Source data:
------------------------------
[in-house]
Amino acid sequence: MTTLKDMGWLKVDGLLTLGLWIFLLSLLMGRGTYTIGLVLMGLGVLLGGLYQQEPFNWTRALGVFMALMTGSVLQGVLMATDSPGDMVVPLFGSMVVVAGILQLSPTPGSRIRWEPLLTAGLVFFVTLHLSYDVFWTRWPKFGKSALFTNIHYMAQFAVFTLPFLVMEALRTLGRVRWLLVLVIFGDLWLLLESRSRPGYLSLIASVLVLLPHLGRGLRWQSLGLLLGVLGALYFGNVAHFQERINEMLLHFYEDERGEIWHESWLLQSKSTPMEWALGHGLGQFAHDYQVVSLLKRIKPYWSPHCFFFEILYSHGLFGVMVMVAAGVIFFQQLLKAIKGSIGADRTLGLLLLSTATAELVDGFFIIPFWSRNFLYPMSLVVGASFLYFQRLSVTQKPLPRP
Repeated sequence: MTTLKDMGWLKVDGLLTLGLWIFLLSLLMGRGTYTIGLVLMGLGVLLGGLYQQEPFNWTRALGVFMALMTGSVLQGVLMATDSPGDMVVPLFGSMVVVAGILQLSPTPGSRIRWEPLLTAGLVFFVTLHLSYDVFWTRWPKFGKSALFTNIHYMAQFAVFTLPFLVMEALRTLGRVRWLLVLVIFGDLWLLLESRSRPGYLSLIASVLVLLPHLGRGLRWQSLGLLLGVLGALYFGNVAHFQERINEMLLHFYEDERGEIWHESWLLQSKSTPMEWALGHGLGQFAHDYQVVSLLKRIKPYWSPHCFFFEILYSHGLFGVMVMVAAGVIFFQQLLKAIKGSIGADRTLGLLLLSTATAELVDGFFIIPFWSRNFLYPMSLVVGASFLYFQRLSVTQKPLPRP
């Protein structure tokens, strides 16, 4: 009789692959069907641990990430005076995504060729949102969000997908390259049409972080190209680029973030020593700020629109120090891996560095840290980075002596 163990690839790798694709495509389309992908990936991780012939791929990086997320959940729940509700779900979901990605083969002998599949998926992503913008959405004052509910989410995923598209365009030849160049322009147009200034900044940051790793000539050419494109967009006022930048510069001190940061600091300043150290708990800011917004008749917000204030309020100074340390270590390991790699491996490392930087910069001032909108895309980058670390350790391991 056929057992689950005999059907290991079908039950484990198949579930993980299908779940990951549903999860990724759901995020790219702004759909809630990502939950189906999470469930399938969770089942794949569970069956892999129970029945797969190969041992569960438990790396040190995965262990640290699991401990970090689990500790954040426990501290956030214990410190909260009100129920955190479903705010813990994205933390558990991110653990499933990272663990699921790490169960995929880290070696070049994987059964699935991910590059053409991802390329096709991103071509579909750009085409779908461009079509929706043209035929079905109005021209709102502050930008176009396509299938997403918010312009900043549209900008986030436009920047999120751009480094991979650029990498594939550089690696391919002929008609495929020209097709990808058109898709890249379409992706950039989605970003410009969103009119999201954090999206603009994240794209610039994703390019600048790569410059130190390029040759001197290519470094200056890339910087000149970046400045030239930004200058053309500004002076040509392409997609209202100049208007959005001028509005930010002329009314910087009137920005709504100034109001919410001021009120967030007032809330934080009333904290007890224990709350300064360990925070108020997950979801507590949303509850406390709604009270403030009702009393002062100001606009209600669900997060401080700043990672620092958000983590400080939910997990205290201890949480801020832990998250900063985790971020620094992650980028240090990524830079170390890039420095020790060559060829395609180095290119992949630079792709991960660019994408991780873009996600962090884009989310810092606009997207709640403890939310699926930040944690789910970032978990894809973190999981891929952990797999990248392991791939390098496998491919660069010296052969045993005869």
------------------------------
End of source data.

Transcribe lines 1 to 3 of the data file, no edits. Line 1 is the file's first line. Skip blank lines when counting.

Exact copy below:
[in-house]
Amino acid sequence: MTTLKDMGWLKVDGLLTLGLWIFLLSLLMGRGTYTIGLVLMGLGVLLGGLYQQEPFNWTRALGVFMALMTGSVLQGVLMATDSPGDMVVPLFGSMVVVAGILQLSPTPGSRIRWEPLLTAGLVFFVTLHLSYDVFWTRWPKFGKSALFTNIHYMAQFAVFTLPFLVMEALRTLGRVRWLLVLVIFGDLWLLLESRSRPGYLSLIASVLVLLPHLGRGLRWQSLGLLLGVLGALYFGNVAHFQERINEMLLHFYEDERGEIWHESWLLQSKSTPMEWALGHGLGQFAHDYQVVSLLKRIKPYWSPHCFFFEILYSHGLFGVMVMVAAGVIFFQQLLKAIKGSIGADRTLGLLLLSTATAELVDGFFIIPFWSRNFLYPMSLVVGASFLYFQRLSVTQKPLPRP
Repeated sequence: MTTLKDMGWLKVDGLLTLGLWIFLLSLLMGRGTYTIGLVLMGLGVLLGGLYQQEPFNWTRALGVFMALMTGSVLQGVLMATDSPGDMVVPLFGSMVVVAGILQLSPTPGSRIRWEPLLTAGLVFFVTLHLSYDVFWTRWPKFGKSALFTNIHYMAQFAVFTLPFLVMEALRTLGRVRWLLVLVIFGDLWLLLESRSRPGYLSLIASVLVLLPHLGRGLRWQSLGLLLGVLGALYFGNVAHFQERINEMLLHFYEDERGEIWHESWLLQSKSTPMEWALGHGLGQFAHDYQVVSLLKRIKPYWSPHCFFFEILYSHGLFGVMVMVAAGVIFFQQLLKAIKGSIGADRTLGLLLLSTATAELVDGFFIIPFWSRNFLYPMSLVVGASFLYFQRLSVTQKPLPRP